Health sector professional bodies have won the first round in their battle with the Commission for University Education for licensing of programmes after the High Court issued orders barring the higher education regulator from exclusively accrediting courses.

Judge John Mativo yesterday suspended amendments to the Universities Act which locked out all professional regulatory bodies from accrediting courses and solely bestowed the powers to sanction degree courses upon CUE, pending resolution of the dispute.

The six health sector agencies which moved to court include the Medical Practitioners and Dentists Board, Kenya Medical Laboratory Technicians and Technologists Board, Pharmacy and Poisons Board, Nursing Council of Kenya, Kenya Nutrition and Dietetics Institute, and Public Health Officers and Technicians Council.

Hybrid system

“Pending the hearing and or final determination of this application or until further or other orders of this court, the implementation of section 5 of the Universities (Amendment) Act 2016 be and is hereby stayed,” ordered Mr Justice Mativo.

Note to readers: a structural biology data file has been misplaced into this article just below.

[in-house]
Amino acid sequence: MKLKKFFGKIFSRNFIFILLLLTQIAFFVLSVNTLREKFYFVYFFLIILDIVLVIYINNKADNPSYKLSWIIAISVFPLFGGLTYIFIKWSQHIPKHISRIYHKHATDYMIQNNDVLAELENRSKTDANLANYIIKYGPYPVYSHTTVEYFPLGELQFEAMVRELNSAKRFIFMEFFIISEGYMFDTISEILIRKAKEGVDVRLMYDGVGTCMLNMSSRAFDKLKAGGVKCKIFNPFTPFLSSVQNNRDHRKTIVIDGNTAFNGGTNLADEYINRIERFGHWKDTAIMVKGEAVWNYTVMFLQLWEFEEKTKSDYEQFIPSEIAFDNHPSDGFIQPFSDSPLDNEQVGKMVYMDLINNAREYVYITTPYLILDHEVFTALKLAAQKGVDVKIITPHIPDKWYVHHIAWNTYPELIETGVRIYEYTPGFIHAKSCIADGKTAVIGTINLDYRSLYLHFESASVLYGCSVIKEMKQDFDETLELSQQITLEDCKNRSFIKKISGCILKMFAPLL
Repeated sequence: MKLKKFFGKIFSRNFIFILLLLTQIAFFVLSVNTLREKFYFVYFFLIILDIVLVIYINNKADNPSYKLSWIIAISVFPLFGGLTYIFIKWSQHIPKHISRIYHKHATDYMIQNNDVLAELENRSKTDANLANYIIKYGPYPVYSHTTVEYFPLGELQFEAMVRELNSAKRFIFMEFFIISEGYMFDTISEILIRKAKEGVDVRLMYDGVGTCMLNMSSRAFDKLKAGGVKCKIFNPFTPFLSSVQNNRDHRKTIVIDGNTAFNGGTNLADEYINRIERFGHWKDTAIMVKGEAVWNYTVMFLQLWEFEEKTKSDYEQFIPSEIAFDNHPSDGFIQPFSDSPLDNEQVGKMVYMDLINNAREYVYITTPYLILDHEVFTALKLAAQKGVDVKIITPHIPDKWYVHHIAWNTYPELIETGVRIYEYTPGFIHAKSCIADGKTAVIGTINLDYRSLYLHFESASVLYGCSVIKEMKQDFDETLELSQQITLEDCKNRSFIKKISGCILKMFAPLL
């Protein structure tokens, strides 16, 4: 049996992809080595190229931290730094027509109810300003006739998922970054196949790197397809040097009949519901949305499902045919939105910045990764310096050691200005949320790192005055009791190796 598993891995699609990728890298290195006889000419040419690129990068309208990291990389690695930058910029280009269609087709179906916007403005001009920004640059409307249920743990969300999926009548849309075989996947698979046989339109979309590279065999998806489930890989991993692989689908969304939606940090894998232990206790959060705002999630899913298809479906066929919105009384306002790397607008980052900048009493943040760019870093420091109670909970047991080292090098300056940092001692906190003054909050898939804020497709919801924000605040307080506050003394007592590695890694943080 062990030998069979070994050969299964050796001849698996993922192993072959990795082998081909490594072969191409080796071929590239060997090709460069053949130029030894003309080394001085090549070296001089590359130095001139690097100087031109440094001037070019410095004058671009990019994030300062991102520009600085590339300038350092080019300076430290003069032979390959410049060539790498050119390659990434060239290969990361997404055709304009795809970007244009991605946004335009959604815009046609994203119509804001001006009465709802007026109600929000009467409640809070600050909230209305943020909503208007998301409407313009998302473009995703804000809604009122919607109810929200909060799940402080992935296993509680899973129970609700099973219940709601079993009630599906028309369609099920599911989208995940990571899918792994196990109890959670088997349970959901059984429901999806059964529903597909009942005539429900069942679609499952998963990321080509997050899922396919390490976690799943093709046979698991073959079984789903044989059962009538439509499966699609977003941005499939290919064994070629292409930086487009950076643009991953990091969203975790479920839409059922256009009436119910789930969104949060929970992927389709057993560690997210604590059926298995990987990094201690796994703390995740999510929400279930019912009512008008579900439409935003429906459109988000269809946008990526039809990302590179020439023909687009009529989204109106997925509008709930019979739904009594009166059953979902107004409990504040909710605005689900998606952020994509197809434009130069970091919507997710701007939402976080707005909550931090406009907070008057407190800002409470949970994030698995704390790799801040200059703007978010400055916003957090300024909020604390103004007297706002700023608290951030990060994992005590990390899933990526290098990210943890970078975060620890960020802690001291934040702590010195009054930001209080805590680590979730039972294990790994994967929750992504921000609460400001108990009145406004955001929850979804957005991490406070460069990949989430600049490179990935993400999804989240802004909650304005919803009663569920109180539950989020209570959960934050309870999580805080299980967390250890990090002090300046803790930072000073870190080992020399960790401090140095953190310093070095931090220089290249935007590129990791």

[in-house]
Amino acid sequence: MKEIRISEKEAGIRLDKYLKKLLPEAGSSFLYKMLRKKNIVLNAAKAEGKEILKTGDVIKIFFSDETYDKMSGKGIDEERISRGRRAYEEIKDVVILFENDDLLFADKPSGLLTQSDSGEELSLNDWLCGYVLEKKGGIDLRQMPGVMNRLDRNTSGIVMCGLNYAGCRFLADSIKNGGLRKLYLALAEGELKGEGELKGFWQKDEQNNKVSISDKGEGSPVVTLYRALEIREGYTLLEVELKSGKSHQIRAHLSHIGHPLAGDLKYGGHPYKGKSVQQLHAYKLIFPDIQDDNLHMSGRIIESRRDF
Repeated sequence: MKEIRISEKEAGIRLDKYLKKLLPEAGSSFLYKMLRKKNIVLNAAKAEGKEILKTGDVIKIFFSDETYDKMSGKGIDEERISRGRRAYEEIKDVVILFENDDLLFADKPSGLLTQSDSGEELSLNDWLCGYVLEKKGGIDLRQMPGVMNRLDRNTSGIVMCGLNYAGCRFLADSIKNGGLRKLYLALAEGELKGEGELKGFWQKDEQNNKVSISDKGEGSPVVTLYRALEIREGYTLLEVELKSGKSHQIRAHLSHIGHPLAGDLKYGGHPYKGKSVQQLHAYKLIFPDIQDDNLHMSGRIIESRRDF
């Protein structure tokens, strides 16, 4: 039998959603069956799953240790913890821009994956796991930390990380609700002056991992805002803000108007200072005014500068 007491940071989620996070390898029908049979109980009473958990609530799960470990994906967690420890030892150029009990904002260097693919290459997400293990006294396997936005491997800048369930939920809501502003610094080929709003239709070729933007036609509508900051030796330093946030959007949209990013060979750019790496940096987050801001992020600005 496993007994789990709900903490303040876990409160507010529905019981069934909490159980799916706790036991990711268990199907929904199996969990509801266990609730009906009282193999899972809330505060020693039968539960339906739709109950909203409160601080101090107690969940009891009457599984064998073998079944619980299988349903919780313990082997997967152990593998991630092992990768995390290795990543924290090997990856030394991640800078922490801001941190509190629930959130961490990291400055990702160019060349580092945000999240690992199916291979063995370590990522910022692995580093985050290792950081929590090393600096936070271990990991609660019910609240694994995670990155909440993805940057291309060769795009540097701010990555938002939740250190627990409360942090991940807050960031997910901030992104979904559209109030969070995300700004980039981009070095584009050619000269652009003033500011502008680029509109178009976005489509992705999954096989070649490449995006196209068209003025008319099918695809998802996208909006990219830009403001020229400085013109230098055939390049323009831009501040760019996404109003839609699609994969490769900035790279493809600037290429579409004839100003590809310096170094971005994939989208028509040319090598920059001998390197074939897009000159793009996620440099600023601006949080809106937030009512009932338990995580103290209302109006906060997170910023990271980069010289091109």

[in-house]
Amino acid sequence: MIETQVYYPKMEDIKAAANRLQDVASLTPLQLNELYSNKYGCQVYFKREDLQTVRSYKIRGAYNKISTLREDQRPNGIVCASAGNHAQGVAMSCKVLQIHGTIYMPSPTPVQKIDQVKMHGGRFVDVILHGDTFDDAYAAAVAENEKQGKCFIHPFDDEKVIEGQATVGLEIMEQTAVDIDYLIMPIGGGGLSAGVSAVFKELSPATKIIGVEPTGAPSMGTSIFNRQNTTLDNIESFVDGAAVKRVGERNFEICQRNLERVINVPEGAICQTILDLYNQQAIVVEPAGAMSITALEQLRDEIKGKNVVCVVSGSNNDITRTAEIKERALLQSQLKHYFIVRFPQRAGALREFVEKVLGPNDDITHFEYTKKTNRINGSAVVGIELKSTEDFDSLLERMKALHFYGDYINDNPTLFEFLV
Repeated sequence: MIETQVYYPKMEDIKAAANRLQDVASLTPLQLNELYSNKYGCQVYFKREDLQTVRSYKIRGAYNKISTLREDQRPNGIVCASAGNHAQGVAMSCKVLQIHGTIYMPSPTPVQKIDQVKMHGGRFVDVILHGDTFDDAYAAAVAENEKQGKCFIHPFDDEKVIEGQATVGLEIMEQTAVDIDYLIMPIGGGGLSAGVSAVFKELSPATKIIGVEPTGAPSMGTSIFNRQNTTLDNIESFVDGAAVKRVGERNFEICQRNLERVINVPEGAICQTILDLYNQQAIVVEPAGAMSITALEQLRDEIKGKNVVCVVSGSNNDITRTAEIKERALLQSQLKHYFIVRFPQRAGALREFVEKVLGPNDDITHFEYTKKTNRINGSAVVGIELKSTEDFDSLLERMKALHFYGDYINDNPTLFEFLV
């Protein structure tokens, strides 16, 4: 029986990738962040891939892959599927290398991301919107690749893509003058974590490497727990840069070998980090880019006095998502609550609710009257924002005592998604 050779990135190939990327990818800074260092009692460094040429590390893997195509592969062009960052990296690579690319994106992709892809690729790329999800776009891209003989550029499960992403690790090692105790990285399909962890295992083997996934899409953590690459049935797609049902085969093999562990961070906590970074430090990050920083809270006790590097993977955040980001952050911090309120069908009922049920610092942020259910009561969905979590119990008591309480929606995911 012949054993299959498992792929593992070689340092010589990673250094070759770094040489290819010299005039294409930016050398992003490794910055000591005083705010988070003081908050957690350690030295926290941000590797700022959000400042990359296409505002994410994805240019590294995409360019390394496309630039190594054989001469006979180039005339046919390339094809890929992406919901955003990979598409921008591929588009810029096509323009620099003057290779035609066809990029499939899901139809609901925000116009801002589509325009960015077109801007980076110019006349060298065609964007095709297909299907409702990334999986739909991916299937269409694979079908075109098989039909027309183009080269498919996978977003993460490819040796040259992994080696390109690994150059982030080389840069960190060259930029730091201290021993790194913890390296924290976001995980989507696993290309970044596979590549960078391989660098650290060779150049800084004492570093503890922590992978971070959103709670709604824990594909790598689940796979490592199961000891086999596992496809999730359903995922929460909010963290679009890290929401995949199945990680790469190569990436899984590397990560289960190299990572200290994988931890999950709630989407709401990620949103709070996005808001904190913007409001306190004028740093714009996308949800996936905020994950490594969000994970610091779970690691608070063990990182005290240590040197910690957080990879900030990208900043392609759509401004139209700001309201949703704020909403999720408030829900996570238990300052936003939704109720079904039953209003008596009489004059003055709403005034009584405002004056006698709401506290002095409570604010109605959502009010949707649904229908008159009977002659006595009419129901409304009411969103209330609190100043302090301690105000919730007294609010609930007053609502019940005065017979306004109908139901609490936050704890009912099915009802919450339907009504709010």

President Uhuru Kenyatta assented to the amendments on December 23, 2016.

“A person who, without the authority of the commission under this Act, purports to license, accredit, recognise, audit, inspect, index students or collect a fee or a charge from a university or a student commits an offence and shall be liable on conviction to a fine not exceeding Sh2 million or imprisonment for term not exceeding two years or both,” reads the section that has now been suspended.

This effectively ended Kenya’s hybrid accreditation system where both CUE and professional bodies had powers to regulate the teaching of programmes at tertiary level.